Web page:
Victor Wooten on the way you should play music: "It needs to affect the world."
With his virtuosic playing and two-handed approach, Victor Wooten has long been a pacesetter on the electric bass. From his work with Béla Fleck & the Flecktones to a vibrant solo career launched with his outstanding 1996 debut, A Show of Hands, Wooten has proven the broad potential of the bass guitar. Not only is he a major force on the instrument, but he's one who's been more than willing to share his knowledge with other musicians. Wooten (due at Boulder Theater on Friday, May 30 and Gothic Theatre on Saturday, May 31) has written books such as The Music Lesson: A Spiritual Search for Growth Through Music and spearheaded a number of music clinics, workshops and camps.
Wooten says one of his reasons for writing The Music Lesson was that he was finding lot of teachers and academics were essentially looking at music from one angle.
"People were looking at music from the angle of what we call music theory, which basically deals with notes and scales and things like that," he says. "In my opinion, all the good stuff was being left out. So I just decided to look it another way, to help free people up to play music, sort of like you do in the shower. You're not trying to be right, you just sing. So I wanted to help free people up and I wanted to write a book that made people want to go play music after they read it."
The youngest of five brothers, Wooten started learning how to play bass at the age of his two from his brother Regi, and by the time he was six he was playing in the Wooten Brothers Band. In a sense, Wooten thinks that music should be learned in a similar fashion to people learning their native language where they're speaking long before they learn the alphabet.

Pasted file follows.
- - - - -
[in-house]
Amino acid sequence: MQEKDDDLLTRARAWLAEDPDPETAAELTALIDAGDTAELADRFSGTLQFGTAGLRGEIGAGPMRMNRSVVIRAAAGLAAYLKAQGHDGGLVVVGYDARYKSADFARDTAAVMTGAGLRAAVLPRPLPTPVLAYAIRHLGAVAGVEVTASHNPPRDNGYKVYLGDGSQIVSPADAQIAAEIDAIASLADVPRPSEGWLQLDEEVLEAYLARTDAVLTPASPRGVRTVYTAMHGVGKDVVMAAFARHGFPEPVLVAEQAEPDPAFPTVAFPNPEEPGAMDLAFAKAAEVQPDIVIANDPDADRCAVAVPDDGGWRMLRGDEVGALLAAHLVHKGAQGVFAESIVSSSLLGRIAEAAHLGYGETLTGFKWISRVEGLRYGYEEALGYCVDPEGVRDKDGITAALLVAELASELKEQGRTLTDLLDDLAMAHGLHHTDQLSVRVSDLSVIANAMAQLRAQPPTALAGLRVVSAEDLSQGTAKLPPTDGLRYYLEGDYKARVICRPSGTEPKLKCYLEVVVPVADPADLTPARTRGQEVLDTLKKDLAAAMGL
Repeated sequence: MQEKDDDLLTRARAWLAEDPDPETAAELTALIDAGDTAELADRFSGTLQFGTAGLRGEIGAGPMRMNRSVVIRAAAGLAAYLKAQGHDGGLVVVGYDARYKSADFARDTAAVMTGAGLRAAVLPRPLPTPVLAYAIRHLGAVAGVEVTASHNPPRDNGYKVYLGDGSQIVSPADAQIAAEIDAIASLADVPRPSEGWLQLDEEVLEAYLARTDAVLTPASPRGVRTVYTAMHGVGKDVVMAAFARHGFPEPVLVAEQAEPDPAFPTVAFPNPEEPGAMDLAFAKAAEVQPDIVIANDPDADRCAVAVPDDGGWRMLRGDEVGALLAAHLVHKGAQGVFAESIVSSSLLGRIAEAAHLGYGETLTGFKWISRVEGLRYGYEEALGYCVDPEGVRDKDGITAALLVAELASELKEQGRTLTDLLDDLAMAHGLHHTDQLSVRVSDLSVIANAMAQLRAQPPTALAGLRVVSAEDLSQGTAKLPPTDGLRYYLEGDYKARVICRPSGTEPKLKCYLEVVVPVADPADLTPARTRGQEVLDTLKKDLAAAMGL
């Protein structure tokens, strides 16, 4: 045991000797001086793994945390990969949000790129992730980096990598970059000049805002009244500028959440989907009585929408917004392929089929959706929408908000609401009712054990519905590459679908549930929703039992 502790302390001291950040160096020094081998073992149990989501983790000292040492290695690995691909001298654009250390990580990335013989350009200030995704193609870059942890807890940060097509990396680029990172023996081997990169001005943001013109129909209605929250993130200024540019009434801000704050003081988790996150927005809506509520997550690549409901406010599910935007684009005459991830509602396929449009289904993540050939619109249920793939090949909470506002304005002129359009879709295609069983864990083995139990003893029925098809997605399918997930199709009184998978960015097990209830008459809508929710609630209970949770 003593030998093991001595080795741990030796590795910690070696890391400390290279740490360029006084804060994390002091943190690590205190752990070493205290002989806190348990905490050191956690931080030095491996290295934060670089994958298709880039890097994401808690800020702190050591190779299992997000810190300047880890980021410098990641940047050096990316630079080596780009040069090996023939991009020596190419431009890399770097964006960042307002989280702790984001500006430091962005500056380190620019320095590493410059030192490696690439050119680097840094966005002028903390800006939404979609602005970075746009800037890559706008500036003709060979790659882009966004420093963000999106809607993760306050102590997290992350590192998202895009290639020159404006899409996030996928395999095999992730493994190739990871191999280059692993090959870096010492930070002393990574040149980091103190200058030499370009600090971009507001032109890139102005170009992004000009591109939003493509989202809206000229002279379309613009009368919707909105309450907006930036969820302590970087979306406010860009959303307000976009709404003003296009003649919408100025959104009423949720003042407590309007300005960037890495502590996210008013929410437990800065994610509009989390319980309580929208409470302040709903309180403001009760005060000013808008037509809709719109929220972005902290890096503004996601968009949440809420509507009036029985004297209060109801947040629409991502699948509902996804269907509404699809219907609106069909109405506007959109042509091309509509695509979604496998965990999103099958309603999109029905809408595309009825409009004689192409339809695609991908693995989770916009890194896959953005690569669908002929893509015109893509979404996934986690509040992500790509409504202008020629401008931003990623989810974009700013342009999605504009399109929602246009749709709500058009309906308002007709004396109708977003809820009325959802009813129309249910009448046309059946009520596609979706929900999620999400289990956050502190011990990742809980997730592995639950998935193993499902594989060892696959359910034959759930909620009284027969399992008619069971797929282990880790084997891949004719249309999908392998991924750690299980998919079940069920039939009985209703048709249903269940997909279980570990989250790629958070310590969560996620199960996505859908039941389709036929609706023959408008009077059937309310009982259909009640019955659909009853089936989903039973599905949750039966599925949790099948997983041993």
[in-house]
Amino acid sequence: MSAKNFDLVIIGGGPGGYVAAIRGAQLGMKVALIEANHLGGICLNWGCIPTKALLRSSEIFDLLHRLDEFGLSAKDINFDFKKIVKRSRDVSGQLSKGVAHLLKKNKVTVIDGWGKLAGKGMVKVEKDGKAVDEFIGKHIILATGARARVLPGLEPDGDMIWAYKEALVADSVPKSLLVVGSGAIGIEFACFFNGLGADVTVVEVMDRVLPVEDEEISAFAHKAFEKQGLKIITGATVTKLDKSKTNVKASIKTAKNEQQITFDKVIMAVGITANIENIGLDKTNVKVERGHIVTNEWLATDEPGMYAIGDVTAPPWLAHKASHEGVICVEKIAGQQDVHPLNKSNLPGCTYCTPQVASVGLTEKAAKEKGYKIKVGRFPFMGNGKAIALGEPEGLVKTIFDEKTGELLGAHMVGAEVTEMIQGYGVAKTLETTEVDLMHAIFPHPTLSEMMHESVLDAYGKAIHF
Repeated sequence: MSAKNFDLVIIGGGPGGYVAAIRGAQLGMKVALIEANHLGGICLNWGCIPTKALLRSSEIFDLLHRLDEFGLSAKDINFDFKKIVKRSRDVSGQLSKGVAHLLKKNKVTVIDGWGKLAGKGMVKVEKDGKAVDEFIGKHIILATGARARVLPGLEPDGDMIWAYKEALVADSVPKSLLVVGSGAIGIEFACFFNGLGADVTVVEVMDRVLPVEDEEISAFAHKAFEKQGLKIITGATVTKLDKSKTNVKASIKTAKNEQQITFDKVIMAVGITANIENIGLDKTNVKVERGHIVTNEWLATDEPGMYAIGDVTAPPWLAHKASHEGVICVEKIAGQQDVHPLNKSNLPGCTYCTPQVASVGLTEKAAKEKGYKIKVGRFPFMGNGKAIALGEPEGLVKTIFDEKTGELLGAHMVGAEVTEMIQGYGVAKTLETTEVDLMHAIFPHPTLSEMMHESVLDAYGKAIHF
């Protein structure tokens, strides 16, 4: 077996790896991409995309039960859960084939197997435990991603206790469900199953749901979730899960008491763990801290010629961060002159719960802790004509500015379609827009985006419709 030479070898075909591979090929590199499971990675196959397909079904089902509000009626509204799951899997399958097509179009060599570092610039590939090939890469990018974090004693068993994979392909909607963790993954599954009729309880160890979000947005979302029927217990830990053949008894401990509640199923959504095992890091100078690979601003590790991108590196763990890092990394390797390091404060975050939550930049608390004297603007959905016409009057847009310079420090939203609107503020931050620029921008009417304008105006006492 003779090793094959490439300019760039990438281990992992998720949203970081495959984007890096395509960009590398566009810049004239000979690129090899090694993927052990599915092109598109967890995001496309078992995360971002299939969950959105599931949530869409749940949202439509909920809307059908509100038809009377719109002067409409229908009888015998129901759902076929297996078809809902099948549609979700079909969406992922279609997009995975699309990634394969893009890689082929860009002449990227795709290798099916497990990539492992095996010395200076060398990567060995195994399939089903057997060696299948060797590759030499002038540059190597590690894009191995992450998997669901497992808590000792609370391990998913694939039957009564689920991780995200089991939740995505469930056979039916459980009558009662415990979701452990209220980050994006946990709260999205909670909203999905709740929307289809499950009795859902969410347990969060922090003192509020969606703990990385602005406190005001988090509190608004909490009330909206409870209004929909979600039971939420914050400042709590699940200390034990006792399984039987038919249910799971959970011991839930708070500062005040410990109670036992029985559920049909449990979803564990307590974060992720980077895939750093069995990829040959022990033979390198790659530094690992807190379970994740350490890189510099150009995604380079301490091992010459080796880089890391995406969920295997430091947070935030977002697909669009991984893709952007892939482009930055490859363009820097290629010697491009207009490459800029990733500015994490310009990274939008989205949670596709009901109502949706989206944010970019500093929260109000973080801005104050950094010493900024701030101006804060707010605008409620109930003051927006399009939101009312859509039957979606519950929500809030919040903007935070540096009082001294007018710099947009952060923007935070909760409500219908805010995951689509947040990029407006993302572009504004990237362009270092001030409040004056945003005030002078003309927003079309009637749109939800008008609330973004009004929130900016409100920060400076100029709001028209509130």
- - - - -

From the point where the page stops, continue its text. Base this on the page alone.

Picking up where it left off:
"It's because I learned it in that manner I try to teach it in that manner, but I also understand that not everybody was born into a band the way I was," Wooten says. "So not everybody can learn it exactly like me. But they still can learn from me quicker than I learned it. So I think that that mistake that many music teachers make is that we try to either teach the musical rules first, before the student can play, or we try to teach them rules as they're learning to play. And in my opinion, that slows you down or totally frustrates the student anyway. They quit. But if you think about learning your first language -- we talk for years before we even learn the alphabet. And much longer than that before we ever learn what a noun or a verb or a participle was.
"So in language you need to learn to speak first before you learn any rules. But in music we haven't figured that out yet. Most teachers will teach a new student as if they're a beginner, and I don't see it that way. Even if you're ten years old, that means you've been hearing music for ten years, and if a song comes on and you want to dance you don't have to ask questions. So when it comes to music, you're a ten-year veteran. All you have to do is put what you know into an instrument or express it through an instrument, and that's not as hard as it seems."
In The Music Lesson, the character Michael, based on a real musician (who Wooten says might join the band for these two Colorado dates), "seemed to think that all things were made up of vibrations, especially music." For Wooten he looks at it like thoughts - like how a thought can pop into your head.